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Who's the Boss?

Keep your company's travelers in line with a clear-cut business travel policy.

This story appears in the September 2005 issue of Entrepreneur. Subscribe »

Managing your company's travelers is almost like managingkids--both need clear boundaries. If you're finding itincreasingly difficult to rein in expenses (typically thethird-highest controllable cost at most companies), it's timeto set those boundaries with a travel policy. Here's how to getstarted:

  • Review recent expense reports and talk with your mostfrequent travelers about their travel patterns, preferred hotels,airlines and companies. If you engage your travelers inthe policy's formulation, buy-in will be much easier.
  • Based on their input and your need to control costs,write a travel policy that establishes boundaries such as maximumallowable hotel rates, rental-car size or use of low-fare carriers.You can set per-diems for food, beverage and entertainmentexpenses; determine a fair per-mile rate for use ofpersonal cars; choose whether to allow for extraneous expenses likein-room movies; and determine specifics, like whether receipts arerequired for all expenses or just those over $25. Yourpolicy should also spell out rules about securing managementapproval prior to booking the trip.
  • Choose a single travel agency, and require travelers touse it exclusively to book all business trips. Depending on yourcompany's travel patterns, you can choose to use a traditionaltravel agency or one of the new online business-travel bookingservices from , or Travelocity. A single agency helpsyou to ensure policy compliance, track unused tickets, collect datafor negotiations with suppliers and easily locate travelers in anemergency.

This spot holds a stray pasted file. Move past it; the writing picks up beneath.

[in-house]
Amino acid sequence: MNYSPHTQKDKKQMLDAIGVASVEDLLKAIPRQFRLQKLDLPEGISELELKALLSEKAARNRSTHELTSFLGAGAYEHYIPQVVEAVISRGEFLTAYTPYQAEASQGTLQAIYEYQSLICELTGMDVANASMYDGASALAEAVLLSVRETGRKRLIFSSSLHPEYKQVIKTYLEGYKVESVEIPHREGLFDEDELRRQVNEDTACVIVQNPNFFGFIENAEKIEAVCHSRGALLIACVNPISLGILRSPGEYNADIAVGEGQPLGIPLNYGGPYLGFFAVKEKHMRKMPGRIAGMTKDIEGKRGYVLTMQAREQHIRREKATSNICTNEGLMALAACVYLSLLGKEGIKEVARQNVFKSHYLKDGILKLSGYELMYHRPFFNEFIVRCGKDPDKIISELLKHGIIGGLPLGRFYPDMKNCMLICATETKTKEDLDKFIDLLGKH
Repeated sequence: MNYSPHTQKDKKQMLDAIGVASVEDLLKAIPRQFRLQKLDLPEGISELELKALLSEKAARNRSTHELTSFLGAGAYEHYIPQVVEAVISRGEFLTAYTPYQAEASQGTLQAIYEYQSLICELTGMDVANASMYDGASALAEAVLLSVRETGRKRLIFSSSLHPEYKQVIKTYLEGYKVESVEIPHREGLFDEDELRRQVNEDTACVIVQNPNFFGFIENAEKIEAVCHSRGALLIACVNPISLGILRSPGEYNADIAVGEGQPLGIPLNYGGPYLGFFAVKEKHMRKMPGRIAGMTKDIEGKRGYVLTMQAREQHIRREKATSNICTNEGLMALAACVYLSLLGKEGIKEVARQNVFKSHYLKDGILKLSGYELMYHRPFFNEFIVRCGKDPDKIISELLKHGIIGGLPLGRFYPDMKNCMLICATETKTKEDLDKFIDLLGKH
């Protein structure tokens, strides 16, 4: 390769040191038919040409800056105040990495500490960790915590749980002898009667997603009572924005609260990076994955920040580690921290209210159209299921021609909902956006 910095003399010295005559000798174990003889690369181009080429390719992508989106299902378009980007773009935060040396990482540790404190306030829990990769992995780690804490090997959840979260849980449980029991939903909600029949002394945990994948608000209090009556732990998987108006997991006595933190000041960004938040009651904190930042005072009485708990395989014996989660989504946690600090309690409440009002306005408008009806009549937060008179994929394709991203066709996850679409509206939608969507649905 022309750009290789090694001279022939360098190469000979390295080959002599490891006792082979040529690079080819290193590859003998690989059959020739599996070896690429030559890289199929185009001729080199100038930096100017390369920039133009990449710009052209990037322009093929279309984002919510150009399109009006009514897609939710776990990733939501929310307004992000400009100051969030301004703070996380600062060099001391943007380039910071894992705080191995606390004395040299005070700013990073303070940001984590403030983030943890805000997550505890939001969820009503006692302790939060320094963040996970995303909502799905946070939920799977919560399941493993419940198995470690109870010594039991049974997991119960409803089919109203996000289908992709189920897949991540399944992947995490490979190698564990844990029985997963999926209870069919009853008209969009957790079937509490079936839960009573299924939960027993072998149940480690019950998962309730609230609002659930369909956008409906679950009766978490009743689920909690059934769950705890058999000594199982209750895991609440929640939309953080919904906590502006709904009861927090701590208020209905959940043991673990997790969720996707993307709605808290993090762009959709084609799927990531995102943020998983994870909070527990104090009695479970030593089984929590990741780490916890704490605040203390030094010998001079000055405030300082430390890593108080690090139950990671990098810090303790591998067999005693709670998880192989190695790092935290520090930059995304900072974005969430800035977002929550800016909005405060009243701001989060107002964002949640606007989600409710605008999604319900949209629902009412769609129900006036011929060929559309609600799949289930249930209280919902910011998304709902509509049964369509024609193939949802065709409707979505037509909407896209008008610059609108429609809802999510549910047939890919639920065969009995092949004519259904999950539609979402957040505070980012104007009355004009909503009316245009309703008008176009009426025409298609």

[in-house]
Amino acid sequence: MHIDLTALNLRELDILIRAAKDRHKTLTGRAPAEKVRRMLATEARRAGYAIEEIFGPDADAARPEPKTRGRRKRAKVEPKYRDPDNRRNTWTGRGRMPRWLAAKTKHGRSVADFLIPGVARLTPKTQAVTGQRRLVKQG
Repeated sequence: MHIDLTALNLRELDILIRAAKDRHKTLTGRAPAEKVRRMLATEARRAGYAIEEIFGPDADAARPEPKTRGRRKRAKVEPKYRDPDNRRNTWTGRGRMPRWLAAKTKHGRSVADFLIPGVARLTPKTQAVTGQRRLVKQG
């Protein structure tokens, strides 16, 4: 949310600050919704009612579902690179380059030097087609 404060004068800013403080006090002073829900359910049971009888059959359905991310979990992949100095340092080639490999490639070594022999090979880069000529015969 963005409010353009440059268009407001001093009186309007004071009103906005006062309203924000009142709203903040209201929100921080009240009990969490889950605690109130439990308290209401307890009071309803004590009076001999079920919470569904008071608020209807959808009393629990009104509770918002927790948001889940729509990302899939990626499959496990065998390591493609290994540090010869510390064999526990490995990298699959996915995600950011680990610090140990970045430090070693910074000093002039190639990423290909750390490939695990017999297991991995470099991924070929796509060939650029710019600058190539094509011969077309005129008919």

• Tired of sorting through a stack of receipts fromemployees seeking reimbursement for business-trip expenses? Createa standardized form that itemizes expenses for each trip, and tellemployees they must use it to get reimbursed. You can also investin expense- software programs. These programs arenumerous, and one size does not fit all, so check out several.Start by typing "travel expense software" intoGoogle.

Chris McGinnis is author of The Unofficial BusinessTravelers' Pocket Guide.

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